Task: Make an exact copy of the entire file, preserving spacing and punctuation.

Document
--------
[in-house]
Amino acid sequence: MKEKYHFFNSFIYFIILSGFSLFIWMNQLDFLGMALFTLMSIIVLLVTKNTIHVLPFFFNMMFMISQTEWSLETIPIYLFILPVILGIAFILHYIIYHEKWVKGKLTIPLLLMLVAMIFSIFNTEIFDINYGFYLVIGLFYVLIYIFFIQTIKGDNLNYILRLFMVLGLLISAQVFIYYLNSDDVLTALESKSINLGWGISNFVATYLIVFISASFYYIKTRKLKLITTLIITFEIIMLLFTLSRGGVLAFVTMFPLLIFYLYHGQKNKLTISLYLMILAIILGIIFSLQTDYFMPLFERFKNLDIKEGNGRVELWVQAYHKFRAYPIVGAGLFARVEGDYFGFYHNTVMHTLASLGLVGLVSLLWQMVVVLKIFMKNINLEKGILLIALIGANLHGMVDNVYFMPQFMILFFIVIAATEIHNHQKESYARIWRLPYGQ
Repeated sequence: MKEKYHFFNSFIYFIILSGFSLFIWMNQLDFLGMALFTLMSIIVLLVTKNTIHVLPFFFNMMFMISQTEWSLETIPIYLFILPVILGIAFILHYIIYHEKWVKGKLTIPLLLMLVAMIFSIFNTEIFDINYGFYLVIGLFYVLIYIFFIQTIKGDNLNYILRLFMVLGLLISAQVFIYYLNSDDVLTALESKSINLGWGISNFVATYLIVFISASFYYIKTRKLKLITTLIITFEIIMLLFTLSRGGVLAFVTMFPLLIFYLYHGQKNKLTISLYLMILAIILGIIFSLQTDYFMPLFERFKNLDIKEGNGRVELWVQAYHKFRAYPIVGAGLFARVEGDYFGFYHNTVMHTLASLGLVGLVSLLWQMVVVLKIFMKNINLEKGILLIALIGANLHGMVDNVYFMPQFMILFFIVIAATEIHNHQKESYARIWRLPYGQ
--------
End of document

[in-house]
Amino acid sequence: MKEKYHFFNSFIYFIILSGFSLFIWMNQLDFLGMALFTLMSIIVLLVTKNTIHVLPFFFNMMFMISQTEWSLETIPIYLFILPVILGIAFILHYIIYHEKWVKGKLTIPLLLMLVAMIFSIFNTEIFDINYGFYLVIGLFYVLIYIFFIQTIKGDNLNYILRLFMVLGLLISAQVFIYYLNSDDVLTALESKSINLGWGISNFVATYLIVFISASFYYIKTRKLKLITTLIITFEIIMLLFTLSRGGVLAFVTMFPLLIFYLYHGQKNKLTISLYLMILAIILGIIFSLQTDYFMPLFERFKNLDIKEGNGRVELWVQAYHKFRAYPIVGAGLFARVEGDYFGFYHNTVMHTLASLGLVGLVSLLWQMVVVLKIFMKNINLEKGILLIALIGANLHGMVDNVYFMPQFMILFFIVIAATEIHNHQKESYARIWRLPYGQ
Repeated sequence: MKEKYHFFNSFIYFIILSGFSLFIWMNQLDFLGMALFTLMSIIVLLVTKNTIHVLPFFFNMMFMISQTEWSLETIPIYLFILPVILGIAFILHYIIYHEKWVKGKLTIPLLLMLVAMIFSIFNTEIFDINYGFYLVIGLFYVLIYIFFIQTIKGDNLNYILRLFMVLGLLISAQVFIYYLNSDDVLTALESKSINLGWGISNFVATYLIVFISASFYYIKTRKLKLITTLIITFEIIMLLFTLSRGGVLAFVTMFPLLIFYLYHGQKNKLTISLYLMILAIILGIIFSLQTDYFMPLFERFKNLDIKEGNGRVELWVQAYHKFRAYPIVGAGLFARVEGDYFGFYHNTVMHTLASLGLVGLVSLLWQMVVVLKIFMKNINLEKGILLIALIGANLHGMVDNVYFMPQFMILFFIVIAATEIHNHQKESYARIWRLPYGQ